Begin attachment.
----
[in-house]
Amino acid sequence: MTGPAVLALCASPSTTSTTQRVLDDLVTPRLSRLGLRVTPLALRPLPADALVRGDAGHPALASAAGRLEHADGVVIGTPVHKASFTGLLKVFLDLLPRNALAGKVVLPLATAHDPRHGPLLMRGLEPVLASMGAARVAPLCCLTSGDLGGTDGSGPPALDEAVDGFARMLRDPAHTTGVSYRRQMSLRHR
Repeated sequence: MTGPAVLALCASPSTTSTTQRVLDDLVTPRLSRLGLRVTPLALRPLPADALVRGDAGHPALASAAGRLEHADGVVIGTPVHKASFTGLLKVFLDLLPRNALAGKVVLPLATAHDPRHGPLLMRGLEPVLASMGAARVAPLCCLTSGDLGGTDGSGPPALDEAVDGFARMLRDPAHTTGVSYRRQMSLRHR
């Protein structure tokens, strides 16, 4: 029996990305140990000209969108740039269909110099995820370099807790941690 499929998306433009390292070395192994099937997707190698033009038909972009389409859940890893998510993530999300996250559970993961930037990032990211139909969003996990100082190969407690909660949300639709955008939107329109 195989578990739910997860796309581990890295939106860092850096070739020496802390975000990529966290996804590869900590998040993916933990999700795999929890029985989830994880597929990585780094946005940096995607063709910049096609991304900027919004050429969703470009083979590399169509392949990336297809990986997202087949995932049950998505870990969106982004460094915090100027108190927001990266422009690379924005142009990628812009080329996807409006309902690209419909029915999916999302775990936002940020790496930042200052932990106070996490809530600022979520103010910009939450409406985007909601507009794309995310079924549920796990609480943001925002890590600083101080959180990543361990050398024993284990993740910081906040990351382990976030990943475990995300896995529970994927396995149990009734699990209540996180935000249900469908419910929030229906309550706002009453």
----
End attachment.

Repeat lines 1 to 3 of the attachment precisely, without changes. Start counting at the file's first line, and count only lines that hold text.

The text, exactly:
[in-house]
Amino acid sequence: MTGPAVLALCASPSTTSTTQRVLDDLVTPRLSRLGLRVTPLALRPLPADALVRGDAGHPALASAAGRLEHADGVVIGTPVHKASFTGLLKVFLDLLPRNALAGKVVLPLATAHDPRHGPLLMRGLEPVLASMGAARVAPLCCLTSGDLGGTDGSGPPALDEAVDGFARMLRDPAHTTGVSYRRQMSLRHR
Repeated sequence: MTGPAVLALCASPSTTSTTQRVLDDLVTPRLSRLGLRVTPLALRPLPADALVRGDAGHPALASAAGRLEHADGVVIGTPVHKASFTGLLKVFLDLLPRNALAGKVVLPLATAHDPRHGPLLMRGLEPVLASMGAARVAPLCCLTSGDLGGTDGSGPPALDEAVDGFARMLRDPAHTTGVSYRRQMSLRHR